games, six percent is the most the 1990 group gets. In other words, (7)
eats up all the money, from the first penny, and not just from $5.01
Assume during the 2009-10 fiscal year, that there is a quarter billion
dollars in gross profits attributable to more hours, games and maximum
limits. That would produce $50 million in gaming taxes based on the 20
percent tax presently in place
HB 1272, as written, would give six percent of the $50 million to
beneficiaries of the language passed in 1990, or $3 million. Fifty
percent of that ($1.5 million) would go to general revenue, and $840,000
(28 percent) would go to the Historical Society.
Those sums would be placed on top of the money received by 1990
beneficiaries from the gaming tax revenue in the 2008-09 fiscal year,
and that would then be the new total to use as a base for the fiscal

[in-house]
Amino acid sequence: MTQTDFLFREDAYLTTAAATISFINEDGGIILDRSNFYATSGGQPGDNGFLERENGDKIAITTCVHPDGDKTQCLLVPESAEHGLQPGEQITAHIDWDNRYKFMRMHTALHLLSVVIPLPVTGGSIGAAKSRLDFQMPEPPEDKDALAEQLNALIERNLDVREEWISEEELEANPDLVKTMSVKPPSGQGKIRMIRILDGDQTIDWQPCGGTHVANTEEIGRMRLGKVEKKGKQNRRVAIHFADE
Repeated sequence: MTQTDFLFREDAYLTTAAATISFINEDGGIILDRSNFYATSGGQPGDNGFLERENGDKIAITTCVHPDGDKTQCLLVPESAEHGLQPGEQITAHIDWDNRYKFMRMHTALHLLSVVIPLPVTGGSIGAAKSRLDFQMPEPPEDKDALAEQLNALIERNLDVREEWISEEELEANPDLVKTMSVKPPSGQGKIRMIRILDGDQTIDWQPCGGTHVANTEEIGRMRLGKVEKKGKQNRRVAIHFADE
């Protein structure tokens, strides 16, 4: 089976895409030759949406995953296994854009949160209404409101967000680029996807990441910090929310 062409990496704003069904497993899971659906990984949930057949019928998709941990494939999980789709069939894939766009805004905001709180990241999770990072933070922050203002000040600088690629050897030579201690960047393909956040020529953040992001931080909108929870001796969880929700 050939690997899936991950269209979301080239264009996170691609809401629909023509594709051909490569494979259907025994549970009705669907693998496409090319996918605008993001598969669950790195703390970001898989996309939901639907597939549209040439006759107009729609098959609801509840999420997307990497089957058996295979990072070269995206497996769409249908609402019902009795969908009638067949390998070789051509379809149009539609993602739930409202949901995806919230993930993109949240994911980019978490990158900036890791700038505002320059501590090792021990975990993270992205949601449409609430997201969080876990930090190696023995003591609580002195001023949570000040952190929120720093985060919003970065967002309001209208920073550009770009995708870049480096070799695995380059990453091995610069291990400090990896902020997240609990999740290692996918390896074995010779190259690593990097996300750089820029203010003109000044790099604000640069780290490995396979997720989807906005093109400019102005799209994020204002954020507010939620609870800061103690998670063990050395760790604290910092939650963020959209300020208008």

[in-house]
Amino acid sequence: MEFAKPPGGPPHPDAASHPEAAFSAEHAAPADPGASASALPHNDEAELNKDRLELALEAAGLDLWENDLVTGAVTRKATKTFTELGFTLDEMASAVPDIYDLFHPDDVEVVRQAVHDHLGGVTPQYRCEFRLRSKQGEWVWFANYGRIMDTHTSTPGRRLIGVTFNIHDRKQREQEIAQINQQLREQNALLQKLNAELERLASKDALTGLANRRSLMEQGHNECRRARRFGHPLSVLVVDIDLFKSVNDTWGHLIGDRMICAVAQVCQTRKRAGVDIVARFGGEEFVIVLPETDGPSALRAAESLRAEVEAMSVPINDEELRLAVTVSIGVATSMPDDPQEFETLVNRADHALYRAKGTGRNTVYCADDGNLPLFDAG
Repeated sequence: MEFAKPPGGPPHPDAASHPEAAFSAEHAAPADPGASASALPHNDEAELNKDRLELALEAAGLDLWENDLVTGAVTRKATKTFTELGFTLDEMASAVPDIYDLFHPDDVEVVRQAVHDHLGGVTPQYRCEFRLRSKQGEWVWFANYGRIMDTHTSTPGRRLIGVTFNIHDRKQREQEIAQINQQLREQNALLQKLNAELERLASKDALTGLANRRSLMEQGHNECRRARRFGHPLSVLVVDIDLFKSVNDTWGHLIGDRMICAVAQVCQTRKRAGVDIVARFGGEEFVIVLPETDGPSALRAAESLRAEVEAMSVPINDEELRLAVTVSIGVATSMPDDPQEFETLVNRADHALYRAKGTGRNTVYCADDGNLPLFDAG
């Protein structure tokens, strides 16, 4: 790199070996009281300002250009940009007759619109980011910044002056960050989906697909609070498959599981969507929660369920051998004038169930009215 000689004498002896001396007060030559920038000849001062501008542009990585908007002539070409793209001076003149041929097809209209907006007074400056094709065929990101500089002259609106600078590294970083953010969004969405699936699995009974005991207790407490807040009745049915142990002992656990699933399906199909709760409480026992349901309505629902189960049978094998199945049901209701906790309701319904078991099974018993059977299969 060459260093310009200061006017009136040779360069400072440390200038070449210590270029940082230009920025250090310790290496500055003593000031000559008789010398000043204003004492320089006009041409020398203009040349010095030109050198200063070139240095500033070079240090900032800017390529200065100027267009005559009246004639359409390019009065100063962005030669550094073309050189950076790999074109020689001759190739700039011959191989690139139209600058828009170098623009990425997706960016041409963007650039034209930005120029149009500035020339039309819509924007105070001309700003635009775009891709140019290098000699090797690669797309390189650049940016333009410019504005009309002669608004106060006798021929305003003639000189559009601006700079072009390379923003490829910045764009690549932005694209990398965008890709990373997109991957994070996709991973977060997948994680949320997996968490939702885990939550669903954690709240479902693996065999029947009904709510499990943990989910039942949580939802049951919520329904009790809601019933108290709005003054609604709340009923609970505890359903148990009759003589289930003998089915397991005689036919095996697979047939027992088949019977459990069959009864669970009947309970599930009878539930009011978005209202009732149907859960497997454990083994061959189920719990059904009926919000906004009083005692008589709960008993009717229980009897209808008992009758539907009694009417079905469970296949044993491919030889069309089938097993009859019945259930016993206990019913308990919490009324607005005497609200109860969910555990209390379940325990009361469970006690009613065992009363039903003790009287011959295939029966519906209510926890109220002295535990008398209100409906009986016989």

The Historical Society should claim against all the first $5 being bet
from both 1990 and 2008 versions, plus a maximum of six percent on the
rest of the new funds (over $5) coming in from the 2008 revision.
At least, that's how I interpret a Denver Post comment by
Colorado Preservation Inc. president Dan Love. "We expect to receive
revenue as if Amendment 50 hadn't been passed."
In my opinion, the same drafter of the 2008 amendment, has also drafted
language in HB 1272 that expands what the citizens voted on. It states:
"Annual growth in extended limited gaming
tax revenue means the simple year-to-year change in the amount of
revenue from extended limited gaming between each current fiscal
year and the immediately preceding fiscal year.
The annual adjustment shall be applied only
to the annual growth in extended limited gaming tax revenue and
shall not be subject to compounding or accumulation."
The wording "not subject to compounding or
accumulation" is not in the constitutional amendment. It appears only in
HB 1272. It means the first growth in tax revenue for fiscal year
2009-10 (which I estimated at $50 million) is NOT available in future
Suppose during fiscal year 2010-11 there is another increase of $10
million in tax revenue beyond the $50 million growth that happened in